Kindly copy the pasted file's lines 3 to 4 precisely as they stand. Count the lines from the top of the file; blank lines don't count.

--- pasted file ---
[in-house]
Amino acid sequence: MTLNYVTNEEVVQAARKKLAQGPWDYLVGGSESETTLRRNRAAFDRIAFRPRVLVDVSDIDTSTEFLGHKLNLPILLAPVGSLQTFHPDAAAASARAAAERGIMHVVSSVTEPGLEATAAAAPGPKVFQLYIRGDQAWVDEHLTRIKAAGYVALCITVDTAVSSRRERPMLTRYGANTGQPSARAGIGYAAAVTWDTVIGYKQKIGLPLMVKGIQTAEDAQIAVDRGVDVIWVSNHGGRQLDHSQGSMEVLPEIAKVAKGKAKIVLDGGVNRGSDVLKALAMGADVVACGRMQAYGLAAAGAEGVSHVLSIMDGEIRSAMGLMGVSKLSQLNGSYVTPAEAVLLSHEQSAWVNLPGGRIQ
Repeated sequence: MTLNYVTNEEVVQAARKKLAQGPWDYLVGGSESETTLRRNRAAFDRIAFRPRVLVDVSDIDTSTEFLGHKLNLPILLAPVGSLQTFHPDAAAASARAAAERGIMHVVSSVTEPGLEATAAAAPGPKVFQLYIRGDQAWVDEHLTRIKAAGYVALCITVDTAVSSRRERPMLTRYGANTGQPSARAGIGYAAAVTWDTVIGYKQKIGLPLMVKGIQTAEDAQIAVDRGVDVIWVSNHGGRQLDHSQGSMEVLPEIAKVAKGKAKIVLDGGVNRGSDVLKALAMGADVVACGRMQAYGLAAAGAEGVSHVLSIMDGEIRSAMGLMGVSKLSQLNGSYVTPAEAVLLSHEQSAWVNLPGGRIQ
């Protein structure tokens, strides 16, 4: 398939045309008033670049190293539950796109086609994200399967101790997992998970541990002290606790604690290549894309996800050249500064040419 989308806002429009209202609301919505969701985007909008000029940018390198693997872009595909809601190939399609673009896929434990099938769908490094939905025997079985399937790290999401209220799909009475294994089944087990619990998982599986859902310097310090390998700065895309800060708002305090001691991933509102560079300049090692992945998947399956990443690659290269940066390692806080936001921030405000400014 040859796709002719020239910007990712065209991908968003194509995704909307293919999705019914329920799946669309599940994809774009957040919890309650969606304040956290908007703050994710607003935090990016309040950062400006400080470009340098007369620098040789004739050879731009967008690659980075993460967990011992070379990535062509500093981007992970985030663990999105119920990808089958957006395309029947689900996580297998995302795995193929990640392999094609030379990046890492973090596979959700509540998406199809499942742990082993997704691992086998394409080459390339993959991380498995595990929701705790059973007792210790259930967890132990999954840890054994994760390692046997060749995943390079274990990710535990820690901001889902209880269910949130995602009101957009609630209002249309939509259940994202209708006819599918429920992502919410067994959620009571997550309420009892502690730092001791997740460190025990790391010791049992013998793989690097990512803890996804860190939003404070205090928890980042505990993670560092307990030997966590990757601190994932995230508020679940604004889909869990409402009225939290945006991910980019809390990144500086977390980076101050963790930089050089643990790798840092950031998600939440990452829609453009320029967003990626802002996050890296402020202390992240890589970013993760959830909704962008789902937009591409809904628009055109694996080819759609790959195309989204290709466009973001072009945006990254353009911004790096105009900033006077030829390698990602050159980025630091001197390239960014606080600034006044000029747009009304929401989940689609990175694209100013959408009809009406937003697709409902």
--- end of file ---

Repeated sequence: MTLNYVTNEEVVQAARKKLAQGPWDYLVGGSESETTLRRNRAAFDRIAFRPRVLVDVSDIDTSTEFLGHKLNLPILLAPVGSLQTFHPDAAAASARAAAERGIMHVVSSVTEPGLEATAAAAPGPKVFQLYIRGDQAWVDEHLTRIKAAGYVALCITVDTAVSSRRERPMLTRYGANTGQPSARAGIGYAAAVTWDTVIGYKQKIGLPLMVKGIQTAEDAQIAVDRGVDVIWVSNHGGRQLDHSQGSMEVLPEIAKVAKGKAKIVLDGGVNRGSDVLKALAMGADVVACGRMQAYGLAAAGAEGVSHVLSIMDGEIRSAMGLMGVSKLSQLNGSYVTPAEAVLLSHEQSAWVNLPGGRIQ
């Protein structure tokens, strides 16, 4: 398939045309008033670049190293539950796109086609994200399967101790997992998970541990002290606790604690290549894309996800050249500064040419 989308806002429009209202609301919505969701985007909008000029940018390198693997872009595909809601190939399609673009896929434990099938769908490094939905025997079985399937790290999401209220799909009475294994089944087990619990998982599986859902310097310090390998700065895309800060708002305090001691991933509102560079300049090692992945998947399956990443690659290269940066390692806080936001921030405000400014 040859796709002719020239910007990712065209991908968003194509995704909307293919999705019914329920799946669309599940994809774009957040919890309650969606304040956290908007703050994710607003935090990016309040950062400006400080470009340098007369620098040789004739050879731009967008690659980075993460967990011992070379990535062509500093981007992970985030663990999105119920990808089958957006395309029947689900996580297998995302795995193929990640392999094609030379990046890492973090596979959700509540998406199809499942742990082993997704691992086998394409080459390339993959991380498995595990929701705790059973007792210790259930967890132990999954840890054994994760390692046997060749995943390079274990990710535990820690901001889902209880269910949130995602009101957009609630209002249309939509259940994202209708006819599918429920992502919410067994959620009571997550309420009892502690730092001791997740460190025990790391010791049992013998793989690097990512803890996804860190939003404070205090928890980042505990993670560092307990030997966590990757601190994932995230508020679940604004889909869990409402009225939290945006991910980019809390990144500086977390980076101050963790930089050089643990790798840092950031998600939440990452829609453009320029967003990626802002996050890296402020202390992240890589970013993760959830909704962008789902937009591409809904628009055109694996080819759609790959195309989204290709466009973001072009945006990254353009911004790096105009900033006077030829390698990602050159980025630091001197390239960014606080600034006044000029747009009304929401989940689609990175694209100013959408009809009406937003697709409902």